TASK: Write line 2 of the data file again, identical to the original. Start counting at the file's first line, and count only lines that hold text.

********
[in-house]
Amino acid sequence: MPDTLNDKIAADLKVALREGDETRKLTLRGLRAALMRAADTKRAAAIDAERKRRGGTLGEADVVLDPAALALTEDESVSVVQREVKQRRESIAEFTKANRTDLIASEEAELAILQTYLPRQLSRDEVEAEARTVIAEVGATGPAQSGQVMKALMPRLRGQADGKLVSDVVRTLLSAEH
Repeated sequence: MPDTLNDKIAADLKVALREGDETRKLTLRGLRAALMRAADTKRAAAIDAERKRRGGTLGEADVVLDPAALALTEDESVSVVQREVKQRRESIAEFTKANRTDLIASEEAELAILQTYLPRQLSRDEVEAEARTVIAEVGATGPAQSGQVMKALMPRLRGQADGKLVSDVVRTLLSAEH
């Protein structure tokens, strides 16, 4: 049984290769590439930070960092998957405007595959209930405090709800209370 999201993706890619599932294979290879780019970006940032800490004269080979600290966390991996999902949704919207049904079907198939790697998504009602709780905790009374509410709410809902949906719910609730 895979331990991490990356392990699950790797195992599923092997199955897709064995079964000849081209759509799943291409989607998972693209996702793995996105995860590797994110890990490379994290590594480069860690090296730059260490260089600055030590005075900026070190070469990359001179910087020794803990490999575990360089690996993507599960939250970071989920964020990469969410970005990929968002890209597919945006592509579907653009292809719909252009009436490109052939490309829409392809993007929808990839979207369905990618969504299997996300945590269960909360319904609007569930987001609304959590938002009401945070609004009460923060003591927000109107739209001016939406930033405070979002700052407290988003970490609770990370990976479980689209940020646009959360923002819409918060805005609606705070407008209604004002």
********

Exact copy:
Amino acid sequence: MPDTLNDKIAADLKVALREGDETRKLTLRGLRAALMRAADTKRAAAIDAERKRRGGTLGEADVVLDPAALALTEDESVSVVQREVKQRRESIAEFTKANRTDLIASEEAELAILQTYLPRQLSRDEVEAEARTVIAEVGATGPAQSGQVMKALMPRLRGQADGKLVSDVVRTLLSAEH